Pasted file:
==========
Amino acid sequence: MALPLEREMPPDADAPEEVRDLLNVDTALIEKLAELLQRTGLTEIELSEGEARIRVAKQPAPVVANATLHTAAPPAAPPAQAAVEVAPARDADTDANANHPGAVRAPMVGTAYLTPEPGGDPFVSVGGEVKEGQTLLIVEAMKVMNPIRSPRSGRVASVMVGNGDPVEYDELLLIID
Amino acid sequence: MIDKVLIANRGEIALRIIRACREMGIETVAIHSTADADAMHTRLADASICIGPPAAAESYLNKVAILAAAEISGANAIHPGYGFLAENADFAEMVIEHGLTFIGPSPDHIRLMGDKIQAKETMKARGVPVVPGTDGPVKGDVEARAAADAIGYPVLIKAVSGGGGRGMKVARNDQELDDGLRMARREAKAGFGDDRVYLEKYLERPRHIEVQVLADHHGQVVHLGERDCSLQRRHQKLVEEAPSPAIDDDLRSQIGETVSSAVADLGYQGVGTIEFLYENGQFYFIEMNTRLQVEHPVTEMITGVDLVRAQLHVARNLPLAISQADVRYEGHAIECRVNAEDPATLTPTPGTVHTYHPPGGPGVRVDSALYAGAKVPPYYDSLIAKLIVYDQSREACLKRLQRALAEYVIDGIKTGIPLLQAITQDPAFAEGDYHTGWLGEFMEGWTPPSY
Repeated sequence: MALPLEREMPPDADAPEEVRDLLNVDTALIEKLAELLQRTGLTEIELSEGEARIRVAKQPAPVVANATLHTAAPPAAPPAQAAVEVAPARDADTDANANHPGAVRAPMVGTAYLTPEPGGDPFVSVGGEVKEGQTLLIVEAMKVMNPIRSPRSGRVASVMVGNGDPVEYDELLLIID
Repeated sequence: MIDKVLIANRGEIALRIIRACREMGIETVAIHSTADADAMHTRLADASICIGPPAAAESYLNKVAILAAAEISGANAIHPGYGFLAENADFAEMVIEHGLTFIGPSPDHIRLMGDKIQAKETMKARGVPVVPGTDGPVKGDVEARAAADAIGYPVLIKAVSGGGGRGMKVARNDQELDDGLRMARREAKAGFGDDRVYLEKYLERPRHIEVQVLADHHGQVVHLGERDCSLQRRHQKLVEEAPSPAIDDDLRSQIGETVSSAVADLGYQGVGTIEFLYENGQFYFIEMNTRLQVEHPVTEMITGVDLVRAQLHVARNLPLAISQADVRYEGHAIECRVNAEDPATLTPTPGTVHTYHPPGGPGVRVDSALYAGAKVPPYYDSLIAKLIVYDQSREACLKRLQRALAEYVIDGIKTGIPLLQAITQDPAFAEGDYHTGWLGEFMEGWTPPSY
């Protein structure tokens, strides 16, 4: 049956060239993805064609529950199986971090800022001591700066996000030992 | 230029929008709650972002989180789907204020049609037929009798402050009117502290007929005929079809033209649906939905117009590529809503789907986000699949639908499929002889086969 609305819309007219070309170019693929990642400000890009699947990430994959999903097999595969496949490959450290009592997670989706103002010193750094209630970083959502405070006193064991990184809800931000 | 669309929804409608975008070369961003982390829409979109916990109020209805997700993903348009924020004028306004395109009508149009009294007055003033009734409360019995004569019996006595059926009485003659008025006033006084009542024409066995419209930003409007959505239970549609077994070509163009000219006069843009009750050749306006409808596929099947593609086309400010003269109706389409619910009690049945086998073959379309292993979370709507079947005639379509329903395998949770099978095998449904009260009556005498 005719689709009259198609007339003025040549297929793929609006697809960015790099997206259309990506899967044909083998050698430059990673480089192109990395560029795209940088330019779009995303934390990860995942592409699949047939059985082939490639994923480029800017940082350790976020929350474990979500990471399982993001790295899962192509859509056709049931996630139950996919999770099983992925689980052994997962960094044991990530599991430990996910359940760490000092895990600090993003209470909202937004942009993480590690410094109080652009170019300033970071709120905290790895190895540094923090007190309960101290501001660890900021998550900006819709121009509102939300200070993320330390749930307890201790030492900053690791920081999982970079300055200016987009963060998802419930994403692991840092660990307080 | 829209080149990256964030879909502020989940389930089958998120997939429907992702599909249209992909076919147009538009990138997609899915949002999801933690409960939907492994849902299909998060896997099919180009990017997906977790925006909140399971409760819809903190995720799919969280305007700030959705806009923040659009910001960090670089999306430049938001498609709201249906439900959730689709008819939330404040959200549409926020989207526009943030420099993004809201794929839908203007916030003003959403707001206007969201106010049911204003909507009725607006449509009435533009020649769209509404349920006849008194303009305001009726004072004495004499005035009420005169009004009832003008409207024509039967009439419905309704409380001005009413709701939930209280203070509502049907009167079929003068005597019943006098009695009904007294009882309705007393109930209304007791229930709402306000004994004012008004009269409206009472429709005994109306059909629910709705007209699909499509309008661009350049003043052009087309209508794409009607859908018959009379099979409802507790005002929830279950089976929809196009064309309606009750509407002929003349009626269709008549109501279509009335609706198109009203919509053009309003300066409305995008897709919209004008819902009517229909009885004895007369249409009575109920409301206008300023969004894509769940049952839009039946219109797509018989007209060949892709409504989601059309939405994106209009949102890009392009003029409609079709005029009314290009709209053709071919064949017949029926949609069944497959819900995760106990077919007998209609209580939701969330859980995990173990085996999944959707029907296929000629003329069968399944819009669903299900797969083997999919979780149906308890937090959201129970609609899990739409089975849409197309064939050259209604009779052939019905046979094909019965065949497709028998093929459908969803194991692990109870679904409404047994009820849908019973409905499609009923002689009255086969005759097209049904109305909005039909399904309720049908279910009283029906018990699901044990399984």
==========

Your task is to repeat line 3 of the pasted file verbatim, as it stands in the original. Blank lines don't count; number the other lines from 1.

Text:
Repeated sequence: MALPLEREMPPDADAPEEVRDLLNVDTALIEKLAELLQRTGLTEIELSEGEARIRVAKQPAPVVANATLHTAAPPAAPPAQAAVEVAPARDADTDANANHPGAVRAPMVGTAYLTPEPGGDPFVSVGGEVKEGQTLLIVEAMKVMNPIRSPRSGRVASVMVGNGDPVEYDELLLIID